Variations on flute scales
Once we know a scale we can modify how we play it by leaping from note to note. Arpeggios, broken chords and scales in thirds are three ways we can do this.
Arpeggio is an Italian word that means ‘to play on a harp’. In a sense we ‘pluck’ selected notes from a scale that make up a chord – usually the first, third, fifth note (and eighth note or octave). Being a flute we can’t play chords like a piano or guitar – we can only play the notes one by one. Using C major scale as our example again, the arpeggio would be played as follows. C major – c d e f g a b c (the first, third, fifth and eighth notes that make up the C major chord are highlighted)
Broken chords go one step further and play the arpeggio notes over and over again, beginning on each step of the arpeggio – so cegc, egce, gceg, cegc. For scales in thirds, an interval called a ‘third’ is inserted between each note of the scale ce, df, eg and so on…
These variations of the scales really make us think of the scales in different ways, and prepare us for the leaps we would likely find in our music. As beginners these scale variations are slightly more advanced so we will first concentrate on learning the base scales themselves. If you plan on progressing through flute exams, these will be gradually introduced into the technical work you will be assessed on.
What are the benefits to practising your flute scales?
Because all (or most) of a piece of music is based on a scale, practising your flute scales and arpeggios means that you are practising the patterns of notes that you will find in your pieces. Don’t view scales as a burden on top of pieces that you are learning, but each scale is assisting you in playing your pieces better. Specific benefits include
- Learning new music will take you less time and sight-reading (playing an unknown piece ‘on the spot’) becomes easier.
- Ear training – as you learn the intervals between notes, you’ll be able to tell when they aren’t played correctly. For example if you make a mistake (accidently playing a sharp/ flat instead of a natural note) or if you are playing out of tune, which you can correct by adjusting either your playing technique of the configuration of the flute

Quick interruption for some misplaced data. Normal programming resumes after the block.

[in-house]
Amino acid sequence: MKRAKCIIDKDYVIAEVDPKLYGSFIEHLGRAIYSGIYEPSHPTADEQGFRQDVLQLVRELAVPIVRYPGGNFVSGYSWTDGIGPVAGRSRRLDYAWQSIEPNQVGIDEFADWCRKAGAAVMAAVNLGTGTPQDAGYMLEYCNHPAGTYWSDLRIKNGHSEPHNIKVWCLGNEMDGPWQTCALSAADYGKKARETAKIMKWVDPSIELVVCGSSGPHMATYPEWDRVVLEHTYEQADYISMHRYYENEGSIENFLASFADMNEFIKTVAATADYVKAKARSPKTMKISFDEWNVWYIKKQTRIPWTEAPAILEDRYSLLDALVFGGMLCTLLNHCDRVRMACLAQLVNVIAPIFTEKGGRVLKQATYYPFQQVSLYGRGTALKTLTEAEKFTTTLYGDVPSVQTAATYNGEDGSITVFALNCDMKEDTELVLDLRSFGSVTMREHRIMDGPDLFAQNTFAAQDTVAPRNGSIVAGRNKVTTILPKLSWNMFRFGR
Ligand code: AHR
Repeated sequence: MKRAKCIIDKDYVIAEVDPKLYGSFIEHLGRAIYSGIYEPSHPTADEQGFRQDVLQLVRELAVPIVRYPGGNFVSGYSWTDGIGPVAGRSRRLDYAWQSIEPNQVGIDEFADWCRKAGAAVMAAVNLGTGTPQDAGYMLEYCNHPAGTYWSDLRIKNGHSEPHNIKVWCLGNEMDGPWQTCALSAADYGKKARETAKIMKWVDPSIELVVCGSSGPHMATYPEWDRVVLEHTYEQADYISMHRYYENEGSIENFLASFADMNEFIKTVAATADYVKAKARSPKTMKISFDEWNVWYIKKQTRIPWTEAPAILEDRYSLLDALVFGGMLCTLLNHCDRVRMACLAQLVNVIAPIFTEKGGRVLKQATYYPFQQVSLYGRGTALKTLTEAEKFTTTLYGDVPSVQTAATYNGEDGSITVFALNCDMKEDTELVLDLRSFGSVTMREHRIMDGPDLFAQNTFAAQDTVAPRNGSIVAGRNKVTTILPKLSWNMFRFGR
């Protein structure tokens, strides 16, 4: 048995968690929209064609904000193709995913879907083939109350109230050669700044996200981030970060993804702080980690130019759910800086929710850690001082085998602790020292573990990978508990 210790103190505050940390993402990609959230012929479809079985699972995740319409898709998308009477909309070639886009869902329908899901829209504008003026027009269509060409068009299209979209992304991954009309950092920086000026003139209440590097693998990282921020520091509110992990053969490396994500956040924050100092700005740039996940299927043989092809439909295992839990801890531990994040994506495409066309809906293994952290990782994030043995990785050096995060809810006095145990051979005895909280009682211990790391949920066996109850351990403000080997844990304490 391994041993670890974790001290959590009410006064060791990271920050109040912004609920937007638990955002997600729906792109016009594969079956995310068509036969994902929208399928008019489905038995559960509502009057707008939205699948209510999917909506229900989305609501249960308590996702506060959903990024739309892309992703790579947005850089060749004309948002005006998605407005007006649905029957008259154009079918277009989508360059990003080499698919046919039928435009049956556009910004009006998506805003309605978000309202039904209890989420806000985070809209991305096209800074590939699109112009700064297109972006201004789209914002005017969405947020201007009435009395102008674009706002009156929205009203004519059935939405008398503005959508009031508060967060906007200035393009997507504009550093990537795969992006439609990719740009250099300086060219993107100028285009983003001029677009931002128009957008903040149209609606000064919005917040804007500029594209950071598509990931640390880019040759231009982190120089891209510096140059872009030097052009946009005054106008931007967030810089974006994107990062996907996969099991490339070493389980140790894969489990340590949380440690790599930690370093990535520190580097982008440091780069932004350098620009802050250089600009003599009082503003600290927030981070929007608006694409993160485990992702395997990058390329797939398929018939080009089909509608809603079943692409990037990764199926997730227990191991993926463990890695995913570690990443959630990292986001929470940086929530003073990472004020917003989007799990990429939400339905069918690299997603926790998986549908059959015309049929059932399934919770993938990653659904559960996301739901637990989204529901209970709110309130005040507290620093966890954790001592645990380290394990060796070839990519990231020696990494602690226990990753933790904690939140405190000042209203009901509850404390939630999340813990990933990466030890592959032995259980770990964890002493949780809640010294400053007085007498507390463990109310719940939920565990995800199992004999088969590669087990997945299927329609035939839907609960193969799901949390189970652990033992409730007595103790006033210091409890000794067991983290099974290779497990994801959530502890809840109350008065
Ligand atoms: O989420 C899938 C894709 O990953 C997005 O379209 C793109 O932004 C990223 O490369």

- Muscle memory – by playing flute scales over and over again you will be able to make the finger movements almost unconsciously. All the little individual details you once had to think of when you were first learning to play notes in sequence (which fingers are up or down, balancing the flute, tonguing the note, timing of moving multiple fingers on both hands simultaneously) will morph into one fluid movement
- Co-ordination – scales allow you to bring multiple musical concepts together such as rhythm, articulation patterns, vibrato and dynamics. Once again, essential in making beautiful music.
- Improved sense of internal rhythm – by practicing to a metronome and by rewriting scales to include lots of different rhythms, counting will become second nature
- Improved flute tone – particularly by practising scales slowly you will learn which notes require more attention to produce better tone. This goes hand in hand with working on your embouchure shape and size over the scale. You will learn the adjustments you need to make to maintain good tone over the entire range of notes (from very low to very high).
How to approach practising flute scales
There are really no ‘rules’ when it comes to practising scales. Whatever your method, the outcome should always be to produce your best sound and to link in other musical concepts to make them more like a piece of music. Quite often it’s the mechanical way scales are practised that can make people dislike them so much! I’ve collated some of the methods used by players that may help you tackle them in a way that’s melodic, enjoyable and most productive. Watch below as I give an example of learning the F major scale. I recommend spending up to 20 minutes of your practise time on scales to get the most out of them.
Gill KZ, Purves D (2009) A Biological Rationale for Musical Scales. PLoS ONE 4(12): e8144. https://doi.org/10.1371/journal.pone.0008144